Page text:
Tuesday, October 13, 2009
What is LR-DIMM or LRDIMM ?
Today, using RDIMMs, a typical server system can accommodate up to three quad-rank 16GB RDIMMS per processor. However, that same system can support up to nine quad-rank 16GB LRDIMMS per processor, pushing the memory capacity from 48GB to 144GB.
Load reduced DIMM (LRDIMM) is another new memory technology in development. Designed with a buffer chip (or chips) to replace the register to help minimize loading, the LRDIMM is targeted to increase overall server system memory capacity and speed using a memory buffer chip or chips as opposed to a register.
( Large rectangular memory buffer)
Before we dive deep into LR-DIMM, lets refresh some key features on DIMM memory which is a Dual Inline Memory Module. DIMM stands for Dual Inline Memory Module. It is the RAM memory we found in our desktop computer. It consists of a few black chips (IC) on a small PCB. It stores our file and data temporally when we turn on our computer. “Dual Inline” refers to pins on both side of the module. We generally call them “gold fingers”. I used to put 4 of these sticks into my old 486 computer to reach the maximum allowable memory of 16MB. With the change of time and technology, I now found that I still have 4 sticks of memory in my new computer but the total memory is 16GB instead. Not only the memory capacity has increased, I also found that my memory now is 200 times faster than the memory in my 486 computer.
Memory loading in a consumer computer
With the 16GB of DDR3-1333Mhz memory in my computer, I now can play online games, stream movie and draw my 3D graphic pictures on the screen. It is just slick! Don’t I need more? Yes, I would like to share my movies with 3 of my friends. I would like to pass picture files to my cousin in China and I also want to watch the Space Shuttle Launch. I will never run out of memory appetite. My next question is: Why can’t I put 6 sticks of memory into my computer?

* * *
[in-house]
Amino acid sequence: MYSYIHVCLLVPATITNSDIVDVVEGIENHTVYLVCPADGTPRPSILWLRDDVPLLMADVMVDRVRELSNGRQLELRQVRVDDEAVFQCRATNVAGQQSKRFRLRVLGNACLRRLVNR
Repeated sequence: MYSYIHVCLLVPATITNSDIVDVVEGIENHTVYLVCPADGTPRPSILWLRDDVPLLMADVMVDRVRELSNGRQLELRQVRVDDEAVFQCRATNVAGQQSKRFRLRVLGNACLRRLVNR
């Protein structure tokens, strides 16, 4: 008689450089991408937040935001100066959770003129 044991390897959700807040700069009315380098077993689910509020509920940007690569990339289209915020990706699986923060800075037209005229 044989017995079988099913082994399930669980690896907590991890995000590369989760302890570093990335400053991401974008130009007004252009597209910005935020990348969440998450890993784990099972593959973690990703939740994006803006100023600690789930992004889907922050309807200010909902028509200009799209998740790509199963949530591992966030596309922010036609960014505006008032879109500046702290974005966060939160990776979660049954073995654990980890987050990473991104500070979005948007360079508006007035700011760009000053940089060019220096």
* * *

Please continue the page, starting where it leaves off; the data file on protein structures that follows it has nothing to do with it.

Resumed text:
Wait a minute! You just cannot keep adding memory into your computer without any penalty. At 1333Mhz (1.3GHz), noise gets involved. It generally is something called the signal integrity or signal reflection issue. At a point, the accumulated noise in the system would render the system not operable.
At high frequency, there is also something called “loading factor”. Each memory chip (IC) has input capacitance that tends to suppress the high frequency signal. Generally, each chip has about 3 to 5 pf of input capacitance. The more chips on the module, the more accumulated capacitance will weaken the signal to an in-operable state.
(Graphical illustration: Input capacitance increases the loading factor at high frequency)
To solve the “loading factor” problem, the PC designer introduced “multiple memory channels”. Some are dual channel and some are triple channel just to let you maintain the large number of memory in your computer.
Memory loading in a server computer
Server computer further complicates the issue. Since server runs multiple applications simultaneously, it is best to have all the necessary data running on the active background all the time. That calls for tremendous amount of memory running dynamically at high speed and high band width. But the question is how to achieve that?
Examining a regular memory module (unbuffered DIMM), we realize different groups of input lines on the same module has different loading. For example, those go to the address and control instruction lines are connected to more chips in parallel in comparison to the data bus lines. The data bus lines are usually only connected to either 1 chip or 2 chips versus the other lines can be connected to as many as 16 chips. Therefore, the question is if we can add a logical driver (buffer) chip in between the input and the address and control bus. It would even be better if this chip can also be used to line up all the address and control line signals. A register chip is, therefore, used to deliver the proper function. It is to increase drive power and keep the bus signals lined up.
Registered DIMM. Bandwidth and scalability